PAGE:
Brian G Turner
Fantasist & Futurist
- Nov 23, 2002
Something needs to be done about these book shelves...
I love my books. I have a book addiction. Every now and then I like to simply look at my book shelves and admire the titles there - fond reads and soon-to-be fond reads (as I eventually work my way through my to-read list).
I know I've sometimes kept titles because I've always imagined talking to visitors about them. My shelf of epic fantasy books is a good example of this, and how the strengths and weakness of different authors and titles could be discussed.
But no on really ever visits my home, not even before lockdown. Because I've mostly always worked from home, I don't tend to go out into the real world and so I've tended not to make friends in the real world. Living in a small town means there probably aren't many people with similar interests at all. And having two scary German Shepherd Dogs seals the issue of visitors.
So I've finally realized the need to not be so precious about some of my books. And that has begun with my epic fantasy bookshelf. And my historical fiction shelf.
I buy the Kindle version of most new books as well as favorites anyway. So there's no need to keep the paperback versions of my Joe Abercrombie or David Gemmell books when they're already on my Kindle. Same for Robert Fabbri's Vespansian series and Conn Iggulden's Genghis Khan series. Plus there are books I doubt I'll ever read again, and even if I'd like to talk about them, there's no one here to discuss them with. So they have to go as well.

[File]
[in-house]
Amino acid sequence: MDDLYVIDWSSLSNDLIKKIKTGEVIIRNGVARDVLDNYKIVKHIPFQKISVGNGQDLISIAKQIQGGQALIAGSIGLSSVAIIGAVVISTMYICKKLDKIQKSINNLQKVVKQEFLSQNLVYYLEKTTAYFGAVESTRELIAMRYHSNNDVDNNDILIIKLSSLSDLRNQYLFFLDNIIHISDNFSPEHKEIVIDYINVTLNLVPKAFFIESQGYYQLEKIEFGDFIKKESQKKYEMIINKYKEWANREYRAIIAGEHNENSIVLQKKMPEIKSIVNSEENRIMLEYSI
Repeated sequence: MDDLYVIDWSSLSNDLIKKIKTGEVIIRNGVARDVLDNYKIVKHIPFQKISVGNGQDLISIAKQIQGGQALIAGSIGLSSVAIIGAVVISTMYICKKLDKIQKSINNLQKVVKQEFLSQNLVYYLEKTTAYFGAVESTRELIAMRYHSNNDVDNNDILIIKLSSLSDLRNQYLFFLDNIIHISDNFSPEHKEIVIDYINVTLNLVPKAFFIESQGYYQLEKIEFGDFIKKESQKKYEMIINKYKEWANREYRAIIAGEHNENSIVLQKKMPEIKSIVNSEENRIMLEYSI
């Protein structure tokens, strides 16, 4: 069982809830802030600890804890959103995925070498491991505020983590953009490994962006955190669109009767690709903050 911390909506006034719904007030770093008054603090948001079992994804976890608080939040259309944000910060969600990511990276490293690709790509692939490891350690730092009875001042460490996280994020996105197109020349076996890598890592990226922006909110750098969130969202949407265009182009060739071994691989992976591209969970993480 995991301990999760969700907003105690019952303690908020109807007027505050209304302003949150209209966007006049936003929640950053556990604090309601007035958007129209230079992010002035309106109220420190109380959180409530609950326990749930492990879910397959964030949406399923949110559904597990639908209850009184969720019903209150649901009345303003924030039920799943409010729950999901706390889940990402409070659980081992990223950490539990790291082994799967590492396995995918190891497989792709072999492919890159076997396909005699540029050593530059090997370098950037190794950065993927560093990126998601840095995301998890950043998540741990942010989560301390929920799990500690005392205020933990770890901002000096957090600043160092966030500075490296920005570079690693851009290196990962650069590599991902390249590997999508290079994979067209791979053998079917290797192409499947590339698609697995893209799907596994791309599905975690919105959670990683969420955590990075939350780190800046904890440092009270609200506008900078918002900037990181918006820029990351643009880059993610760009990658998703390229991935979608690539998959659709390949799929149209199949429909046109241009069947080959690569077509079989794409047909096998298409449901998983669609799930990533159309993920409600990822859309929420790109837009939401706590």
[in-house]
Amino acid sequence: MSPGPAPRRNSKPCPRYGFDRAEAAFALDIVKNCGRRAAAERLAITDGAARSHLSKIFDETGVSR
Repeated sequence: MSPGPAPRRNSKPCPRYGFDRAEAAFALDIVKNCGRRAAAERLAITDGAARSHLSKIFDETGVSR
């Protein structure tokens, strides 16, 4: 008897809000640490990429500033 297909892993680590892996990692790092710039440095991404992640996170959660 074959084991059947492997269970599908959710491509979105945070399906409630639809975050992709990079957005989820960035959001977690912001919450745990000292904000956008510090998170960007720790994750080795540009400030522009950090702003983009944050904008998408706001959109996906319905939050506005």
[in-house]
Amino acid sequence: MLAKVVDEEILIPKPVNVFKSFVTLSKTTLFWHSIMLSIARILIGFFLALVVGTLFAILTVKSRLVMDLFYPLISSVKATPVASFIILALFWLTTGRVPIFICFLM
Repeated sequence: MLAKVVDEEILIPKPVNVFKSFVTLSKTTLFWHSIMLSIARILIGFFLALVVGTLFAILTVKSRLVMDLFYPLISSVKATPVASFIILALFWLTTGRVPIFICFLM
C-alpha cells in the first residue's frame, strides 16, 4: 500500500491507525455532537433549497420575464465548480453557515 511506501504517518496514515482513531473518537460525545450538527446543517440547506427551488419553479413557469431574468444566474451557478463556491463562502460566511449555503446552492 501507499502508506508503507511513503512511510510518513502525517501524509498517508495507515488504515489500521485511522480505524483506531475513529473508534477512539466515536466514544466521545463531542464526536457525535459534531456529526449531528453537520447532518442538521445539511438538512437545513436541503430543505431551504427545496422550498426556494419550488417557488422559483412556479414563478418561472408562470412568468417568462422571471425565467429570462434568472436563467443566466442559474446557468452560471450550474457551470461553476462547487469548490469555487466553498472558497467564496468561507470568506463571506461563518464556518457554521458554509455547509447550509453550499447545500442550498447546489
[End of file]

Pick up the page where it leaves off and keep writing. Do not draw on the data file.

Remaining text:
But once I started removing these books - and there were quite a lot on just those two shelves! - I felt like I'd dismantled part of my sense of identity. The books on my shelves define me in some very visible way that my Kindle books cannot.
I do love my Kindle books. But rather than look at my Collections on there, I prefer to look at my Wishlists on Amazon for books I plan to get next - not least because textbooks can be expensive and I need to budget carefully. My Wishlists also form a part of my self-identity I think, though not as much as the books on my shelves.
It's strange how a visual display, only usually seen by me, can form a part of that. And it's strange how it's harder to achieve that in digital terms.
Still, even though I need to get rid of more books - ones I've carried over for years - there are plenty of books on my shelves, and there will remain plenty of books on my shelves. And as quite a number of textbooks on my Wishlists aren't available as Kindle books, there are many more coming.
I am sure with that my sense of personal identity will change. And, who knows, perhaps I'll be able to speak with other people in person about them, too.